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Millennials report that they want fulfilling work at companies that allow them to make a positive impact on society. 

But when it comes time to look at a very generous job offer from that big financial institution that just paid a huge fine for tax evasion, do millennials let money and career trump ethical irresponsibility? When a company like CVS decides to stop selling tobacco, do millennials applaud its virtue or question its fiduciary responsibility to shareholders?

Bentley’s PreparedU study found that there is near universal agreement that, more than ever, businesses today have the opportunity to improve society and need millennials to help. Moreover, 86 percent of millennials agree that it is a “priority for me to work for companies that are socially responsible and ethical.”

But where to find such companies, and how to really separate saint from sinner? Perhaps in response to such concerns, one admittedly narrow measure that has evolved recently is ESG, or Environmental, Social and Governance, three areas that are involved in what has become known as socially responsible investing. While ESG activities are used as one barometer for evaluating and possible influencing a company’s financial performance over time, they also conceivably have the potential to serve as a scorecard for evaluating whether the company actually has created a socially impactful ethos. And, indeed, many of the KPIs used by socially responsible investment firms are mirrored in the ESG activities of American corporations.

Progressive companies like Bloomberg are jumping in with both feet. Its “BCause Impact Report” begins with this statement: “Sustainability leverages our core competencies to make a positive impact on society and our business.” Goldman Sachs states simply that, “Our Impact Drives Global Progress” and then provides support for the claim in areas such as environment, communities, government and business standards. Admittedly, some of the content is really more a tribute to capitalism than a portrait of corporate social responsibility, but the details surrounding, for example, the environment activities cannot help but impress.

Anecdotally, some observers here at Bentley University suggest that there has been an undeniable shift in the attitudes of students about issues such as sustainability. Whereas not that long ago, students might have felt that pursuing “green” practices was a “nice to have,” now it is mandatory, with a social vibe that is highly critical of those who display a wanton disregard for recycling, energy conservation, and other “best practices.”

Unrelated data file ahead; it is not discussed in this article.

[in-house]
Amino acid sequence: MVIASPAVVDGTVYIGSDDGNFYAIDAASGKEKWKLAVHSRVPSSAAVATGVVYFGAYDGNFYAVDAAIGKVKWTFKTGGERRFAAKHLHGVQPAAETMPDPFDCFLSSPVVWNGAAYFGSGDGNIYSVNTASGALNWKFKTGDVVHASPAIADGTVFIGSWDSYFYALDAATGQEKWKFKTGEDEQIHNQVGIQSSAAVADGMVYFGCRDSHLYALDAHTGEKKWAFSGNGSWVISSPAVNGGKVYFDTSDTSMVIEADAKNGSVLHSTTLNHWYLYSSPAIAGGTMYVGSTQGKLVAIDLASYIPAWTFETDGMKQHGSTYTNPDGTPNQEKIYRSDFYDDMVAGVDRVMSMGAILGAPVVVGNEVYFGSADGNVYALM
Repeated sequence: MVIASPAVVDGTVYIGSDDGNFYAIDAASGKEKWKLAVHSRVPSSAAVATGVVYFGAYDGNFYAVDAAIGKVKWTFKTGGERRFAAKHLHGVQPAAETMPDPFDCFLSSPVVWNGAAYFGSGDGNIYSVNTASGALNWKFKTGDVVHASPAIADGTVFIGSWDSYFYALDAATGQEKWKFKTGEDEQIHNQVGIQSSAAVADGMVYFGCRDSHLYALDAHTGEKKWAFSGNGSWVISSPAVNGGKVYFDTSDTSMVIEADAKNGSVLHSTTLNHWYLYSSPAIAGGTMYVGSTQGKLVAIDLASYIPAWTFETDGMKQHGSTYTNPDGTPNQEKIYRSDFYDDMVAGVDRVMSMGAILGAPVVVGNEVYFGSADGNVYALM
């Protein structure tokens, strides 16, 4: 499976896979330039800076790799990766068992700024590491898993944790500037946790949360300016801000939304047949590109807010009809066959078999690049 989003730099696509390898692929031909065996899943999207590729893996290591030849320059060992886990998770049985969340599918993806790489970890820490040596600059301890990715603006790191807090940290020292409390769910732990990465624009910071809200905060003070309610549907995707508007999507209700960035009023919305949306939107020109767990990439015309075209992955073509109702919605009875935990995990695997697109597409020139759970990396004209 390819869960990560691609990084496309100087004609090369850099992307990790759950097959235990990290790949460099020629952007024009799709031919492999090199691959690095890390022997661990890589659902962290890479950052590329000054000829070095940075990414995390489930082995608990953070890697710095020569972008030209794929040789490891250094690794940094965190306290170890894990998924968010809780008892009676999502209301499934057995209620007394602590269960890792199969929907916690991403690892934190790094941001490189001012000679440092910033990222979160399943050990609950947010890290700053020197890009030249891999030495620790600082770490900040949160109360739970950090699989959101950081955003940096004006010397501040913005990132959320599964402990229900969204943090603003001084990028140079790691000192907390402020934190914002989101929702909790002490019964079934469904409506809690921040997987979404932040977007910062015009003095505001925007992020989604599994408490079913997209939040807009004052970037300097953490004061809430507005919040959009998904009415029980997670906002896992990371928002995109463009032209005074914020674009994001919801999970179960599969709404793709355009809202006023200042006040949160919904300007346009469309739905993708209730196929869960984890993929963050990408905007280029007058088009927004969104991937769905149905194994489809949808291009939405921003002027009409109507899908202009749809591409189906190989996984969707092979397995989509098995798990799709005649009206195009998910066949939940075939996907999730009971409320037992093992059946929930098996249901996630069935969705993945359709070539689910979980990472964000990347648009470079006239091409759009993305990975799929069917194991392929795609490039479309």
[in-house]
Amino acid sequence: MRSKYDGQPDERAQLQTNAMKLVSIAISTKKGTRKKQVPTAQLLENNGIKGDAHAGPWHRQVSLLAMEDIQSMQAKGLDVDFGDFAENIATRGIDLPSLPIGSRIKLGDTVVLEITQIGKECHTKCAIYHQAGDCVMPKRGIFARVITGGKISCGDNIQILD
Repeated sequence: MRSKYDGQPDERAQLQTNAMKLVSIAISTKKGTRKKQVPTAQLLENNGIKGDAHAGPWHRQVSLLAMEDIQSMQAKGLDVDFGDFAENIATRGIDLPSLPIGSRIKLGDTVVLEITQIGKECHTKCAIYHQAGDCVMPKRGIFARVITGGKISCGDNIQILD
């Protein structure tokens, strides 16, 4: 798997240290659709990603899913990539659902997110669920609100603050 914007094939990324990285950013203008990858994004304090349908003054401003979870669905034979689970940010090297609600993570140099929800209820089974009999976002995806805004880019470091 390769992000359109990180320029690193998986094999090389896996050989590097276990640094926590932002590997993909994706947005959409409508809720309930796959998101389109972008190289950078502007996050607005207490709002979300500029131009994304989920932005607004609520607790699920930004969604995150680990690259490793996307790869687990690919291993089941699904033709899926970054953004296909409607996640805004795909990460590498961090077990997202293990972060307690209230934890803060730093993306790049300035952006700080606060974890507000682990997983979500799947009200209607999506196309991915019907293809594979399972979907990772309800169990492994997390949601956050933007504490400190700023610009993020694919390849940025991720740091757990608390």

The impact of the growing demand by both companies and millennial students for expertise that creates a socially beneficial (and often profitable) impact on society can be measured as well in the development of new academic programs. Bentley’s recently established major in Sustainability Science is a good example of such a program, which combines in-depth study of the sciences with a thorough grounding in business practices that are used in the industry.

The timing is right because millennial idealism most certainly translates into interest in and involvement with public service. Here again, Bentley has responded with a new Public Policy major. And no wonder. A 2014 millennial survey by Deloitte found that millennials believe that government is not doing enough. Almost half feel that government has had a negative impact on top challenges such as unemployment, resource scarcity, and income inequality. Moreover, 63 percent of millennials donate to charity, 43 percent volunteer, and 52 percent have signed petitions. Compare those numbers to any other generation!

Education rooted in values and service to others often is ascribed primarily to religious based organizations and most especially colleges and universities. Today, while the direct linkage to faith may be absent, a canon of ethical principles is being constituted, both formally and informally, at both religious and non-sectarian institutions of higher learning and businesses alike, fueled at least in part by the demands of a generation that has for too long seen concerns for such issues valued more in word than in deed, if at all.

This is not to deny that there remains a healthy cohort of job-seeking millennials whose career interests focus on traditional concerns such as salary and benefits. Nor that some surveys of prospective undergraduate students and their parents in the past have tended to rank a concern for ethical values and behavior as less important than other factors in selecting a college or university. But in that sometimes loose confederation of ethical behavior, sustainability practice, and meaningful work —  the “People, Planet, Profits” proposition, as Bentley President Gloria Larson likes to put it — there would appear to be an undeniable belief that the mission of America’s higher education and corporate communities is being redefined, and will continue to be, thanks to millennial values and idealism.

Vic Schlitzer is Director of Brand and Content Marketing at Bentley University